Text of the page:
By Joya Balfour
edition of Cyber*Kool originally was featured in the Fall 1999 issue
of ATOMIC Magazine.
Tired of sifting through racks of overpriced dresses? Can't
seem to find anything in your size? Looking for absolute kitsch?
Have no fear! Vintage clothing aficionados can turn to the Internet
for all their swing fashion needs. From small shops that put
their catalogs online to gargantuan auction sites, the Web offers
a smorgasbord of shopping possibilitiesyou might discover
you'll never have to step foot inside a second-hand store again!
This edition of Cyber*Kool highlights the finest in vintage
fashion sites on the Web, where selection is vast, transactions
are secure and satisfaction is a mouse click away...
Many a dancer's wardrobe has been culled from the auctions
on eBay, the largest and most popular site of it's kind on the
Web. In any given week, about 150 vintage swing dresses are
auctioned. Many are sold not only by established second-hand
stores from across North America, but also from estate sales
and the odd attic treasure hunt. Blouses, cardigans, skirts,
coats, purses, seamed stockings and shoes are also plentiful.
Search by keyword, seller or buyer, and sort results by price
or date. Bids can start as low as $3, and often a dress in near-mint
condition can be had for $10, although some have sold for as
much as $100. Be prepared to do battle with determined buyers
and to check the site up until the auction ends, lest you be
disappointed. Painfully long download times due to server overload
can also leave you frustrated.
Warning: Highly addictive.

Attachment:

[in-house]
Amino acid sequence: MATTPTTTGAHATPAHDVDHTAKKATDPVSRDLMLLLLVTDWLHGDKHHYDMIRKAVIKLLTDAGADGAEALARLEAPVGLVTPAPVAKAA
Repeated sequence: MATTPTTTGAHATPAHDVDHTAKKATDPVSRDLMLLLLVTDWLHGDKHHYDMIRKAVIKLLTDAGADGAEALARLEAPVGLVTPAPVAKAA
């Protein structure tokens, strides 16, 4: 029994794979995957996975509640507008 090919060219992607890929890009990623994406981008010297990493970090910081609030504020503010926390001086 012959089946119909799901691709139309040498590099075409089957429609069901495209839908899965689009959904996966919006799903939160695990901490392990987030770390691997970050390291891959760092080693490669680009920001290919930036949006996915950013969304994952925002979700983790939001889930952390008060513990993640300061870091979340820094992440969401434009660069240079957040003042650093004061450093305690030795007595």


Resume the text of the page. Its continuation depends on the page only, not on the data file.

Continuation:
Selling new and deadstock clothes with a vintage feel, Daddy-O's
is an affordable favorite of the swing and rockabilly crowds.
With a cute pastel design and quick-loading buttons, the site
is just busy enough not to be plain. From bowling shirts to
peasant blouses, the store carries several styles and colors,
along with a signature line of retro clothing. For the nostalgia
buff, Daddy-O's also sells James dean, I Love Lucy, Betty Boop,
Coca-Cola and Route 66 apparel and memorabilia.
No Lindy Hopper can do without Dancestore.com's huge selection
of Bleyers and swing fashions. Retro ties, twirly skirts, bloomers,
baggy pants, as well as an assortment of instructional videos
and CDsthey carry it all. They are constantly adding new
items to their inventory and work alongside shoe and clothing
manufacturers to create the products their customers want. With
courteous service and prompt delivery, Dancestore.com is easy
to navigate and a quick download. Bright colors and cartoonish
graphics make the site a pleasure to visit. And it's true that
what's appealing to the eye is often appealing to the wallet.
By and large the best selection of '50s style clothing on
the Web, Cruisin' USA is a site that's music to rockabilly ears
everywhere. While its garish design is quite hard on the eyes,
the line of clothing is endless. If you can make it through
the annoying ad banners and looping midi music, you're in business.
Flaming martini design? Pink Ladies club? Hawaiian style? Cruisin'
USA meets your every need. Cat's Eye glasses and saddle shoes
are also popular. Recently featured at this year's Miss America
Another online auction site, Popula is classy in its design
and kitschy in its offerings. Many treasures can be found here
despite the small number of items on sale. The site has one
of the finest selections of vintage purses (lots of alligator
skin, girls!), hats, belts and jewelry, but little in the way
of swing-era dresses. While Popula doesn't have the variety